March: Book Two by John Lewis, Andrew Aydin and Nate Powell
Best for: Anyone who doesn’t know about John Lewis. Also, anyone who does. Also, judging from the latest Pajiba post, Rob Schneider. Ooof.
In a nutshell: This is the second of three graphic novels about the life of John Lewis. It covers the early 60s, focusing on the Freedom Rides and the March on Washington.
Line that sticks with me: “We found out later that [Birmingham Police Chief ‘Bull’ Connor] had promised the Ku Klux Klan fifteen minutes with the bus before he’d make any arrests.”
Why I chose it: I really enjoyed book one and wanted to read the next part of the story.
Review: After I finished this book, I took a minute to wander over to Facebook and was greeted by a whole lot of crap being posted on the Pajiba article about Rob Schneider’s ignorant statement about Congressman Lewis and Rev. Dr. Martin Luther King, Jr. It clearly was shared in some cesspool connected to the white supremacist movement, and it brought out some of the worst our country has to offer.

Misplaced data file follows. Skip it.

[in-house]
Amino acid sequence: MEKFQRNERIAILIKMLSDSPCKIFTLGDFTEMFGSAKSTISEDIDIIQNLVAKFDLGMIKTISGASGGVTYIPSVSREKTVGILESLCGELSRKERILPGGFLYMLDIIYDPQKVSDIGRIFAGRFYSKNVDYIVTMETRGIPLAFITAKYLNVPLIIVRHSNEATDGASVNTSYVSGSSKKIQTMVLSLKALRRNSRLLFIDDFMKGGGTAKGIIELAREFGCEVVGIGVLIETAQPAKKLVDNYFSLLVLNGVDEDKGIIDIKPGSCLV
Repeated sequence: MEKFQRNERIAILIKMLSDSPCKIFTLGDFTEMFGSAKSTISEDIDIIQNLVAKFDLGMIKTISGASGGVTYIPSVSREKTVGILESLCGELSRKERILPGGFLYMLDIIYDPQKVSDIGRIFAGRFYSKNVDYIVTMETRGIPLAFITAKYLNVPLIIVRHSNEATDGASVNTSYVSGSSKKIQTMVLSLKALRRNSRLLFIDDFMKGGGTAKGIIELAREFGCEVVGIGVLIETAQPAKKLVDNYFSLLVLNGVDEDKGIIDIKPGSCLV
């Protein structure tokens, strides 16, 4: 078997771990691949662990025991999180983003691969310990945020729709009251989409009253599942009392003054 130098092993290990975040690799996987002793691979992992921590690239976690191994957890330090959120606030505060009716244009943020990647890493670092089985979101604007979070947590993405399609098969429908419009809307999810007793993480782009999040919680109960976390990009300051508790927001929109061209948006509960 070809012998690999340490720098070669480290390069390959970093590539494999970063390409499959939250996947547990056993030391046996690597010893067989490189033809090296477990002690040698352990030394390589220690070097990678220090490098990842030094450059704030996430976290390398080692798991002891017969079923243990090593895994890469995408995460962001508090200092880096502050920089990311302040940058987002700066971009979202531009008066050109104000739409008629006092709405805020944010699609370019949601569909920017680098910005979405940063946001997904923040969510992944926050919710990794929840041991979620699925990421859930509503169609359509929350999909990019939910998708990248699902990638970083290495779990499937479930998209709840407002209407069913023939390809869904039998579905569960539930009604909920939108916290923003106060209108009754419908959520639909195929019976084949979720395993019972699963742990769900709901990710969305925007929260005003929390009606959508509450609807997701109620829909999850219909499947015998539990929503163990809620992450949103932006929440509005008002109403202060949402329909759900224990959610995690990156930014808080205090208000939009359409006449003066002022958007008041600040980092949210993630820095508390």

After finishing this book, I have no doubt that some of these same commenters would have thrown rocks and bottles at the Freedom Riders if they had been nearby. The same ones who claim that MLK ‘won’ civil rights, and that ‘reverse’ racism is the real problem, talk as though they would have supported the fight for integration and equal rights. But I see in them the people Congressman Lewis is talking about, who beat peaceful protestors sitting at lunch counters or who scoffed at those marching on Washington D.C. I see in them the same people who were angry that Black people were trying to buy tickets to see a movie in the whites-only theater, as opposed to the people who should have been angry that a whites-only theater even existed. I think I used to buy into the idea that racism would fade away as the old racist whites died off, but the last few months have shown me – a bit late, I know – that the old racist whites are being replaced by young racist whites who are just champing at the bit to spit in the faces of people seeking the equal rights that this country is still denying to so many.
This book was harder to read than Book One, but I also think it was a bit better. In discussing the freedom rides and other actions, it really gets into the discussions and disagreement that can arise when movements have the same goal but different methods. I think it is naïve to believe that everyone who is ostensibly fighting for the same causes and outcomes will agree on how to do that, and it’s inappropriate to judge the efficacy of a movement just because not everyone agrees on how to act.